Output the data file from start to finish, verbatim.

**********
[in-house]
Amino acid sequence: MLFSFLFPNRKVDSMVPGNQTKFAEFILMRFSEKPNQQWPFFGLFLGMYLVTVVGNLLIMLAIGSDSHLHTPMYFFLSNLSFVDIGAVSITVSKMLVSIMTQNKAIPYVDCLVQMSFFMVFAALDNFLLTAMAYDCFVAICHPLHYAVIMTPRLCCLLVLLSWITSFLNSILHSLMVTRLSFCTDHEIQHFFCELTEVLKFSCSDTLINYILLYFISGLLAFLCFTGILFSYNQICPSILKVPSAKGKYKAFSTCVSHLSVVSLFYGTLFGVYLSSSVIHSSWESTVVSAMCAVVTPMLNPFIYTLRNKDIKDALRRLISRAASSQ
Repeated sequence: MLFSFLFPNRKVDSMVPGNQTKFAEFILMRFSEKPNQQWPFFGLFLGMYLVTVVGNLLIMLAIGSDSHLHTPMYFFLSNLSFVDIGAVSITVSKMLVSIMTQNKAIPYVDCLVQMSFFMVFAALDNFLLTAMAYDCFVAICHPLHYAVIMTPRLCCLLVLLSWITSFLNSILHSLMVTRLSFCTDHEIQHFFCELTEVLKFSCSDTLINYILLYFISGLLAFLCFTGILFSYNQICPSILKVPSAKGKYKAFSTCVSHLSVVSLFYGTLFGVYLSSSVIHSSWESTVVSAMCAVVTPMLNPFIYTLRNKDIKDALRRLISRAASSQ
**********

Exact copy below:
[in-house]
Amino acid sequence: MLFSFLFPNRKVDSMVPGNQTKFAEFILMRFSEKPNQQWPFFGLFLGMYLVTVVGNLLIMLAIGSDSHLHTPMYFFLSNLSFVDIGAVSITVSKMLVSIMTQNKAIPYVDCLVQMSFFMVFAALDNFLLTAMAYDCFVAICHPLHYAVIMTPRLCCLLVLLSWITSFLNSILHSLMVTRLSFCTDHEIQHFFCELTEVLKFSCSDTLINYILLYFISGLLAFLCFTGILFSYNQICPSILKVPSAKGKYKAFSTCVSHLSVVSLFYGTLFGVYLSSSVIHSSWESTVVSAMCAVVTPMLNPFIYTLRNKDIKDALRRLISRAASSQ
Repeated sequence: MLFSFLFPNRKVDSMVPGNQTKFAEFILMRFSEKPNQQWPFFGLFLGMYLVTVVGNLLIMLAIGSDSHLHTPMYFFLSNLSFVDIGAVSITVSKMLVSIMTQNKAIPYVDCLVQMSFFMVFAALDNFLLTAMAYDCFVAICHPLHYAVIMTPRLCCLLVLLSWITSFLNSILHSLMVTRLSFCTDHEIQHFFCELTEVLKFSCSDTLINYILLYFISGLLAFLCFTGILFSYNQICPSILKVPSAKGKYKAFSTCVSHLSVVSLFYGTLFGVYLSSSVIHSSWESTVVSAMCAVVTPMLNPFIYTLRNKDIKDALRRLISRAASSQ